‘Trans widows’ face being trapped in loveless marriages if their spouses no longer need their permission to change gender, MPs examining proposals to change the law have been warned.
Activists are asking ministers to ditch the requirement for a spouse’s agreement, a clause that some women say is a lifeline for them if their husband transitions to a woman.
It allows them to exit a heterosexual marriage before it legally becomes homosexual, or get an annulment for those who cannot divorce for cultural reasons.
The Telegraph has spoken to women who left their male partners when they came out as trans women, sometimes overnight, describing in powerful testimonies how their other half became unrecognisable.
These women, who call themselves ‘trans widows’, are flocking to new support groups, amid fears they may be branded bigots if they find their new situation as a couple to be difficult to comprehend.
“It absolutely floored me," one young British trans widow, who wished to be anonymous, told The Telegraph.
“I don’t have a problem with wanting to do that, but for a lot of women if we don’t immediately agree with it then we are automatically deemed transphobic… [his] whole family blocked me from everything, I was completely shunned.”
Yvonne Williams, 68, another trans widow (pictured below), said: “We had been together for 23 years. He has undergone the full gender change and I have found this an incredibly difficult emotional and lonely journey.
Jason P. Howe
“The hormones and other drug treatments required for the success of the transition have a huge impact on personality traits, hence the term trans widow as most feel their husbands have died.
“There is no support for the partners other than the self-help groups.”
Currently, people cannot obtain a full Gender Recognition Certificate to legally change their gender without the consent of their spouse.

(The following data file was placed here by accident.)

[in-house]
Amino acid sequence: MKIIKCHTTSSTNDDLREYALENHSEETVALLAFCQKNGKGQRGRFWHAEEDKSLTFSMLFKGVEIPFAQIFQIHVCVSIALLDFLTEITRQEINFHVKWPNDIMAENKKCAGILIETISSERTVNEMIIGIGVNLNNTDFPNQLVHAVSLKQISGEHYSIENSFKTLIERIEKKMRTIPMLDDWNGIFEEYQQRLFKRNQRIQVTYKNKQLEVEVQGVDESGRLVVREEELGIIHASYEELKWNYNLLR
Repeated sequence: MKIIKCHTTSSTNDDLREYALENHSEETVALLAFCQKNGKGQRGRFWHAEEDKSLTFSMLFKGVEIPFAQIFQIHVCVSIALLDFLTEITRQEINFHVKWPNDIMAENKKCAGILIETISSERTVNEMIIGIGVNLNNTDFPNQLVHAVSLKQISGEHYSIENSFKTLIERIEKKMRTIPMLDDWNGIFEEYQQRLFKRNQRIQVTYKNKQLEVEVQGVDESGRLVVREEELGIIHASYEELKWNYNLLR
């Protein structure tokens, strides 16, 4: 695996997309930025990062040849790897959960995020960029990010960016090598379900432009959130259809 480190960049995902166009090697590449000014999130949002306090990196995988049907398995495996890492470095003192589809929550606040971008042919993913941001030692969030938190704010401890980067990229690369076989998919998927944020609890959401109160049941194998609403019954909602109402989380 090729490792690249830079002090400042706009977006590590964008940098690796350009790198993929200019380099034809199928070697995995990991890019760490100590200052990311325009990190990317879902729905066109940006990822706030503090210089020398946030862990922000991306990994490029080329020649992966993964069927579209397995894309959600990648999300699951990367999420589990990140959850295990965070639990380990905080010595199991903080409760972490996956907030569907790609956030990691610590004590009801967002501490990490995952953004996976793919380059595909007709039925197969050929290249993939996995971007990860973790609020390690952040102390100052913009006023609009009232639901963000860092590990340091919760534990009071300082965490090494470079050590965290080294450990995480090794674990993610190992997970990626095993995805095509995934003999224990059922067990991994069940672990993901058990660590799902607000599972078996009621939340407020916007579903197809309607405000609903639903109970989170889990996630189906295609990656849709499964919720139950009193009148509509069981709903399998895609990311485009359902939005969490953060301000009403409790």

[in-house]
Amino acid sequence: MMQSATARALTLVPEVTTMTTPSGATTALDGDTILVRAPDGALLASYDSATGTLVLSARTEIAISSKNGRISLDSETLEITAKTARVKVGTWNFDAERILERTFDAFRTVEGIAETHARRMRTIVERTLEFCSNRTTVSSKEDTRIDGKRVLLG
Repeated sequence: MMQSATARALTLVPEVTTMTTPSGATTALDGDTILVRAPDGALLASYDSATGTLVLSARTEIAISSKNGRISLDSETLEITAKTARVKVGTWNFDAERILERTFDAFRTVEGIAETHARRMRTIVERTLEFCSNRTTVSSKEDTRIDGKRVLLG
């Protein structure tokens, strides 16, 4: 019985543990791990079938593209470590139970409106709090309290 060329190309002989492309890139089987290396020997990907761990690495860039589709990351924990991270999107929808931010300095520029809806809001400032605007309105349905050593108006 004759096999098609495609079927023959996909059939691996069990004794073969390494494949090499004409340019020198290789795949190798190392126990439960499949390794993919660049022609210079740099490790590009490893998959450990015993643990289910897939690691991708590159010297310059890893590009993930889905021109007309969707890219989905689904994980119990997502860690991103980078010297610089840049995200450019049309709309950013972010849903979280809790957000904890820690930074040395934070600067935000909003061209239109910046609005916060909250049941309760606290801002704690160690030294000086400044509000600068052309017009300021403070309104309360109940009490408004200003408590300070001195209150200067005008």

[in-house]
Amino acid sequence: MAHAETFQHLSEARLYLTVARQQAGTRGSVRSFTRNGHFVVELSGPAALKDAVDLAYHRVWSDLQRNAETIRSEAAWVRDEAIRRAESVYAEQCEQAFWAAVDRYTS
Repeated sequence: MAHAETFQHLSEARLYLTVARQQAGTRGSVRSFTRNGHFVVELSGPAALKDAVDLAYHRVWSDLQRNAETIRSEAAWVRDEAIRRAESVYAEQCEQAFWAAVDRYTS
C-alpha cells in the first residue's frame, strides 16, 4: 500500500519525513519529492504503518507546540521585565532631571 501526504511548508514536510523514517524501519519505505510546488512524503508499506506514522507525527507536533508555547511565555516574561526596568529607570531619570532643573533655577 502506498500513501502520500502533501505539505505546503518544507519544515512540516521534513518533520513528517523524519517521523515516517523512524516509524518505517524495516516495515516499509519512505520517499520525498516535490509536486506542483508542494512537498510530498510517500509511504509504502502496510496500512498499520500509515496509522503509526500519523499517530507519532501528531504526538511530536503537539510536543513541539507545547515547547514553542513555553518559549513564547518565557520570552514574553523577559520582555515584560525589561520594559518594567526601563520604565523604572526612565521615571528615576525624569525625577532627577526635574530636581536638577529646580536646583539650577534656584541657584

But MPs on the Commons women and equalities select committee are holding an inquiry looking at how laws could make changing gender easier, as part of a wider probe into reforms of the Gender Recognition Act.
The LGBT charity Stonewall told MPs it “strongly urges” scrapping the spousal consent provision, citing the 84.9 per cent who disagreed with it in the Government’s recent GRA consultation.
Jennifer Kimmel, who lives in Ireland, said her childrens’ bedroom became a sanctuary when her husband changed gender.
“It just became an unlivable situation. We [trans widows] are terrified to speak. We are often trapped. We have very little support,” she said.
Trans Widows Voices, a new support group, said the feelings of these women who are no longer married to a man are often forgotten.
Traffic to their website, offering support tips, has risen twelve-fold in a year with people from 139 countries visiting.
A Government Equalities Office spokesman said: “Following the consultation on the Gender Recognition Act, the government has made clear that the current legislative system allows people to change their legal sex in a fair way, and there are no plans to alter anything within the Act."